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#203248 - 06/11/10 09:49 AM Re: 16-year-old solo sailor Abby Sunderland in destres [Re: James_Van_Artsdalen]
MostlyHarmless Offline
Old Hand

Registered: 06/03/09
Posts: 982
Loc: Norway
Originally Posted By: James_Van_Artsdalen
That same AP report says that a boat about 30 hours away is encountering 40' seas(!). What kind and quality of weather forecasting is available to private interests that far out to sea?



The general caveat in forecasting services is that they are totally dependent on input data. Large stretches of the globe are virtually without any surface or air observations. Services in those regions are not as good as services in observation-rich areas. Satellite data improves this situation somewhat, but not entirely. I don't know the observation network in the area she's in, so I won't comment on that.


That being said, the quality of top-of-the-line weather and wave forecasts is really very good. I've been a weather forecaster for 4 years doing pin-point forecasting for the offshore industry, so this is something I know. The main trouble is the cost, not the quality of data.


Obstacle 1: You need computer and data communication equipment that will be reliable on a tiny sailboat. Those are expensive.

Obstacle 2: The results from #1 will have very limited bandwidth. You need a service provider that will feed you high-quality forecast data in a very compact form, suitable for download equipment such as a sat.phone modem for display on your on-board computer - and provides that service at a price you can afford.

All this exist, but quality equipment and services within those constraints will cost you. Dearly.


The computer-and-meteorology savvy can hack together their own forecasting service, extracting data from public available sources and assemble their own collection of products and data. All for free, except for the cost of data transfer. It's not hard if you know what you're looking for. But such "services" will be fragile - what if your techie friend at land has a flu the day you're in the middle of a storm? Or if the original data sources changes their format so the program you've ran for 6 months suddenly stops working? Surfing the web for weather maps on a iridium data modem on a small boat in high seas is NOT a viable plan B.


I know data from many American global models are available in the public domain, but I have never used them, so I can't vouch for their quality, availability or if they provide sufficient detail. Generally speaking, I have no reason to believe they won't do a good job for the purpose at hand, it's just that I haven't checked.


My favourite weather forecasting model is ECMWF weather + wave models, which are global high resolution, so location doesn't really matter. Trouble is, that model is being run by European contries for Medium range Weather Forecasting. For political and economic reasons, access to ECMWF data for short range (1-3 days) is somewhat complicated and/or expensive. Often, a limited area (regional) model is preffered if available, not really because you can provode more detail but because you can update it with fresh observations a lot quicker than the ECMWF model.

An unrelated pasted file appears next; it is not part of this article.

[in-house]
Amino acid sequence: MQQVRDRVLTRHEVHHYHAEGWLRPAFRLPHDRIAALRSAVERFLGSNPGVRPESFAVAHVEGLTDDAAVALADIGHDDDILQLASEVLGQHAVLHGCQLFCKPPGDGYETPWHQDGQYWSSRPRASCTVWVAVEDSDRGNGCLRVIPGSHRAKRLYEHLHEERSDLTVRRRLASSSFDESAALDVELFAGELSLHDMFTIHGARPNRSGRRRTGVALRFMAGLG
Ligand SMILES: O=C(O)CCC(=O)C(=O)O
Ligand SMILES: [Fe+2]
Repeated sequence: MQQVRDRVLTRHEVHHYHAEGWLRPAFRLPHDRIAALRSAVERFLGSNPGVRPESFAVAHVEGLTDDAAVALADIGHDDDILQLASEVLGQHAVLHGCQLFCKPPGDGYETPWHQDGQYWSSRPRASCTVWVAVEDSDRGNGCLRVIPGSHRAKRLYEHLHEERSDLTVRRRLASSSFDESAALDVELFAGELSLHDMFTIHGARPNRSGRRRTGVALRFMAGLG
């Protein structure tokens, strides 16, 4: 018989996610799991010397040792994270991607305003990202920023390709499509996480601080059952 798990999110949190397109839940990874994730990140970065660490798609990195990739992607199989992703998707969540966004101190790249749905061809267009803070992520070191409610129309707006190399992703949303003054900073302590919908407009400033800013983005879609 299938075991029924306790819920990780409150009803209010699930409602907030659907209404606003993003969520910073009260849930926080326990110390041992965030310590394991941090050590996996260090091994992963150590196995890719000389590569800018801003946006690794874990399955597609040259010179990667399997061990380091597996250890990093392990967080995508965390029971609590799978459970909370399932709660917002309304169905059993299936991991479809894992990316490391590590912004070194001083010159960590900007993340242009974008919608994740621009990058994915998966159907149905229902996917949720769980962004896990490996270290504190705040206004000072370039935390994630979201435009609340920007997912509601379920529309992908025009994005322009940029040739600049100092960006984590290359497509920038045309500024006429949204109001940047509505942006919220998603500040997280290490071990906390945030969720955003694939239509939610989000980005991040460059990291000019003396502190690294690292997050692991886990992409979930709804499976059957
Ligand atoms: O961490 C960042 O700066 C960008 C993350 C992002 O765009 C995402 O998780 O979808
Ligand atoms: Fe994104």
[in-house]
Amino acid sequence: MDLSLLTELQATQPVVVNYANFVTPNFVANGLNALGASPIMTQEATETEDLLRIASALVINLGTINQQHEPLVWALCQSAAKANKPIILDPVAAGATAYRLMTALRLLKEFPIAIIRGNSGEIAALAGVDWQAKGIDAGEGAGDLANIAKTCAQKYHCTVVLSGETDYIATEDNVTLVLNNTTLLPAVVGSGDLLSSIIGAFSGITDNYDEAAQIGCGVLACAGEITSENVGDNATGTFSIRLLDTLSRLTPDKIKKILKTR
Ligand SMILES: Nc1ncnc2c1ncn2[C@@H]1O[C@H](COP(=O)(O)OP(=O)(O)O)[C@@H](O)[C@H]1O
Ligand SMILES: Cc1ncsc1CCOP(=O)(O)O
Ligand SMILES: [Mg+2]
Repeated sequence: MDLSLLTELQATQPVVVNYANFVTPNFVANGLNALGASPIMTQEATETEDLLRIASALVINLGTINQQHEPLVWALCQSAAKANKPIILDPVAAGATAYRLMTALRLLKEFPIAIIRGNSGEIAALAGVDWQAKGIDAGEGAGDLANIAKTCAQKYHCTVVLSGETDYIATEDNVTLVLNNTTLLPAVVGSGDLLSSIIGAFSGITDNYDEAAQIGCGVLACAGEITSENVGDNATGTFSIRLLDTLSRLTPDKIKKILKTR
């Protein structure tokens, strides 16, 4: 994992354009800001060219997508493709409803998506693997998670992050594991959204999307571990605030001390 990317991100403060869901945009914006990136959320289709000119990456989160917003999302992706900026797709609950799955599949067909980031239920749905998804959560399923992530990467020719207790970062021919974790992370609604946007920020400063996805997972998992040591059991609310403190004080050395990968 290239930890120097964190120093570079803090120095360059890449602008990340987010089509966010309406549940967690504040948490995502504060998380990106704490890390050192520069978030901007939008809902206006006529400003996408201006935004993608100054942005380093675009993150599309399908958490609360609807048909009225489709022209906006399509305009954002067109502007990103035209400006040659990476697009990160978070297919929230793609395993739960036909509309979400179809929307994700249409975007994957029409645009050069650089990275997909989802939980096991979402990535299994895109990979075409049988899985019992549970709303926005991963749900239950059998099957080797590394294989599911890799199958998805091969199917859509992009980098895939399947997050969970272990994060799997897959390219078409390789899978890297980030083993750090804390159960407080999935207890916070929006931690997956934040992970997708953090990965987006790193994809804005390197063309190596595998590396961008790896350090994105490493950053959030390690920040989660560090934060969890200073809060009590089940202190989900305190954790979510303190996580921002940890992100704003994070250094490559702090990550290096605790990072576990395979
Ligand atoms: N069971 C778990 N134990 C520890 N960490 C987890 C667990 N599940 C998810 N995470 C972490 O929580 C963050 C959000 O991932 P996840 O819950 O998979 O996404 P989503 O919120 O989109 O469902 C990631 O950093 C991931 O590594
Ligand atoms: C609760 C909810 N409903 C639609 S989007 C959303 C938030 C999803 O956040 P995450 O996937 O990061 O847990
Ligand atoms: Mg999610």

EDIT: Obviously, as James_Van_Artsdalen states below, the simplest solution is just to have someone at home to volunteer for daily studying the availabe info and communicate their recommendations.


Edited by MostlyHarmless (06/11/10 05:13 PM)
Edit Reason: Added simplistic solution

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#203250 - 06/11/10 10:39 AM Re: 16-year-old solo sailor Abby Sunderland in destres [Re: MostlyHarmless]
roberttheiii Offline
Enthusiast

Registered: 02/13/09
Posts: 343
Loc: Connecticut, USA
A couple opinions:

Some sixteen year olds are plenty mature enough to sail around the world solo. Plenty of more experienced sailors than Abby have ended up capsized/demasted/dead in the southern ocean, and for that matter, in Long Island Sound, a relative joke compared to the southern seas.

Furthermore, in the circles I sail in people often say you haven't sailed much until you've dropped at least one rig! So cheers to Abby. That said, she should have rescue insurance to compensate the Australian gov't, the French fishing vessel, etc.

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#203251 - 06/11/10 11:27 AM Re: 16-year-old solo sailor Abby Sunderland in destres [Re: roberttheiii]
James_Van_Artsdalen Offline
Addict

Registered: 09/13/07
Posts: 449
Loc: Texas
That boat is apparently very well equipped (note that *two* PLBs were activated and a *third* automatic unit did not go off!) and she was updating an Internet blog at sea.

Considering her frequent communications with home base I'd be tempted to do the weather analysis there. You could probably find a real meteorologist to volunteer to help too.

She had to stop in Cape town when both navigation units failed and she could no longer use parts from each to keep one running, so this was no longer a solo-non-stop record thing, but rather a finish-what-you-start thing.

Her college entrance applications are going to be just a bit more impressive than the other kid's applications that list burger flipping etc as their summer job!

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#203252 - 06/11/10 11:36 AM Re: 16-year-old solo sailor Abby Sunderland in destres [Re: roberttheiii]
Erik_B Offline
Enthusiast

Registered: 08/10/07
Posts: 315